Despite a lack of outside shooting, more on that later, the Horned Frogs have a propensity to drive to the rim. Miller, Peavy, and Nelson Jr. are all adept at getting to the rim and finishing through contact. Udeh attempted eight free throws, many of which came after he snared an offensive rebound. Improving on free throw shooting should be key for Udeh’s development. His strength and athleticism are undeniable, yet his shooting leaves much to be desired. Udeh is a career 47.7 percent free throw shooter. Upping that average to at least 60 percent would be huge for Udeh’s maturation.

Offensive rebounding: A common theme amongst Jamie Dixon-led TCU squads, the Horned Frogs once again dominate on the offensive glass. Over the past three seasons, the Horned Frogs have ranked in the top 100 in the nation in offensive rebounds per game. And the aforementioned Udeh has much to do with it. The former Jayhawk corralled six offensive boards in only 17 minutes of action. He uses brute force and elite verticality to sky over opposing players for offensive rebounds. Other than Udeh, the Horned Frogs play two more bigs, Essam Mostafa and Xavier Cork. Although the backup bigs only combined for a single offensive rebound against Clemson, they combined to average 2.5 offense boards a game.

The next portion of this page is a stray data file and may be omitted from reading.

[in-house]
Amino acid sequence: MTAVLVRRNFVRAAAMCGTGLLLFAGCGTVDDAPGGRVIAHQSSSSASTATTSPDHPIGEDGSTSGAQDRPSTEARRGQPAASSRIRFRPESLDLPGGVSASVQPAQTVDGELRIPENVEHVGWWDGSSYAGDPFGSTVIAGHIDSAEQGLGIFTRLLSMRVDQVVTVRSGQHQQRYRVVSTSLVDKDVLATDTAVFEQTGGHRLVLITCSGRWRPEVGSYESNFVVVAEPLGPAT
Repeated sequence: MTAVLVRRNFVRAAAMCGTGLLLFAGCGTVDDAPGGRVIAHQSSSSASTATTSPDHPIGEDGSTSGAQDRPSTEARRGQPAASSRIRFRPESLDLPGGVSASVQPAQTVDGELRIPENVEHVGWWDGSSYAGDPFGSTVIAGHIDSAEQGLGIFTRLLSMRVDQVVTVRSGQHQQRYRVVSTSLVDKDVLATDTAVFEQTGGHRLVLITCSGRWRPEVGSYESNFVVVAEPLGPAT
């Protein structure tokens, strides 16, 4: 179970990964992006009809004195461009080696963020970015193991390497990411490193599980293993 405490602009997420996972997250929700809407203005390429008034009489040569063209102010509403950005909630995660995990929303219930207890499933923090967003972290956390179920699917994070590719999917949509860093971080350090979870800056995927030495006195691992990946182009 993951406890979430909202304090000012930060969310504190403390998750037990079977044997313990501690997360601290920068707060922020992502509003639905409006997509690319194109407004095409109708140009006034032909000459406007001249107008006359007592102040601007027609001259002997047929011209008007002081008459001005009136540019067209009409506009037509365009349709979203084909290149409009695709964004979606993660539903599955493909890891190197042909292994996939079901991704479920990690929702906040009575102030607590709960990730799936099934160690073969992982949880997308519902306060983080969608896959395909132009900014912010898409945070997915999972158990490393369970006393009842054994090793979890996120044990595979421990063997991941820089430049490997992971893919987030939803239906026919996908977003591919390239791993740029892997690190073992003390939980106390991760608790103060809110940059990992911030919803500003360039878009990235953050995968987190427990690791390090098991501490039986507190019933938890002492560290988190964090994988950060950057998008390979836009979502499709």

On the season, TCU ranks 101st in offensive rebounds per game, grabbing 12.0 per contest. Like previous years, offensive rebounding will be essential to the Horned Frog’s offensive identity. A lack of perimeter shooting and half-court structure will surely lead to an abundance of misses. Crashing the offensive glass is of grave importance if TCU aims at making a run come March.

The Bad

Outside shooting: As previously mentioned, TCU has excelled when it comes to transition scoring and offensive rebounding. But when it comes to half-court, the Horned Frogs have been abysmal in recent seasons. The lack of quality half-court offense can be attributed to poor shot-making. Against the Tigers, the Horned Frogs knocked down only 3-of-15 3-point attempts. On the year, the Horned Frogs rank 232nd out of 351 teams in 3-point accuracy. This trend is concerning because otherwise, the Horned Frogs are efficient scorers. TCU is 13th in the nation in field goal percentage.